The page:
Step out side of tradition and rip your tripod from the holes that others put there so long ago. Don’t just regurgitate what others have done before you. We all shoot the icons at one time or another, I still do sometimes. It’s a good learning experience to make your own spin on what others have done before you. But what’s that saying about us when that becomes the norm? Take the iconic shot when it’s there, get it out of the way and then forget about it. Check it off “the list” and then make the rest of the photos you make there your own.
When I look at an artist’s body of work, from any of the disciplines, I want to see them in their work. I want to see how it speaks to their heart. I don’t want it to say what others would like it to say. It’s your voice in the photos that you make and they should be saying what you want them to say. So say it. Tell your story the way you want it to be told. Stay true to yourself.
We (mostly guys) put way too much weight on the mechanics and specs of cameras, tripods, lenses and what-not. Today’s tools are probably the best they’ve ever been, quit worrying about the next best thing or upgrading and just shoot. Photography “rules,” while they can be a good guide, are secondary as well. What a vanilla world we would live in if we all shot by the “rules”. Both the rules and tools are just a means to an end. Learning how to use them can seem like a challenge initially, but translating and using them to tell your story should always be primary. That is where the real challenges arise.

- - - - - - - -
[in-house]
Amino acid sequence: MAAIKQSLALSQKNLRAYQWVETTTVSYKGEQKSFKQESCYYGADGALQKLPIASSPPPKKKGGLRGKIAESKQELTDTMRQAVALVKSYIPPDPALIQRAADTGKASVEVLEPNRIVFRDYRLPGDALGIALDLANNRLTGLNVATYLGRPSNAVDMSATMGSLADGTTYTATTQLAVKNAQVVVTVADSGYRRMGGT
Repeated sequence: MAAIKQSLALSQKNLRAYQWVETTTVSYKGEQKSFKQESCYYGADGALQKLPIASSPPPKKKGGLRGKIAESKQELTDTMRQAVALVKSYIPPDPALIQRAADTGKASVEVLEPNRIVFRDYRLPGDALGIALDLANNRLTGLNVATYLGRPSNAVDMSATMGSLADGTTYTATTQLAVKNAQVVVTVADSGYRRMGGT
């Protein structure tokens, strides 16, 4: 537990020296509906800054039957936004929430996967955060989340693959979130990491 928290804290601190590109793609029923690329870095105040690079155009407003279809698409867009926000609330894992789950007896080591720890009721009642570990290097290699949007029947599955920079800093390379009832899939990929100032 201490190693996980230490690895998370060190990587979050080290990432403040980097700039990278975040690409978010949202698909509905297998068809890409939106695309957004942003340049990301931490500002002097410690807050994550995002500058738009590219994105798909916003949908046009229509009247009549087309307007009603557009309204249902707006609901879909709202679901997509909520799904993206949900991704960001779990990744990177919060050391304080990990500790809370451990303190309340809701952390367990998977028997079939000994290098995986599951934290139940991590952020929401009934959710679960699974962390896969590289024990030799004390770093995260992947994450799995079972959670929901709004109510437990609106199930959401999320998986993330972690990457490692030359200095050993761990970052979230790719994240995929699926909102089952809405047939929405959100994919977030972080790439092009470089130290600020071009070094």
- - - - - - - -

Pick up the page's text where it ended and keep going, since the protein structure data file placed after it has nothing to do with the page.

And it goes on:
Art isn’t objective, it’s subjective. Make it that way. If you tell your story through your heart, people will see it. Shoot from there and the story you want that photo to tell will shine though.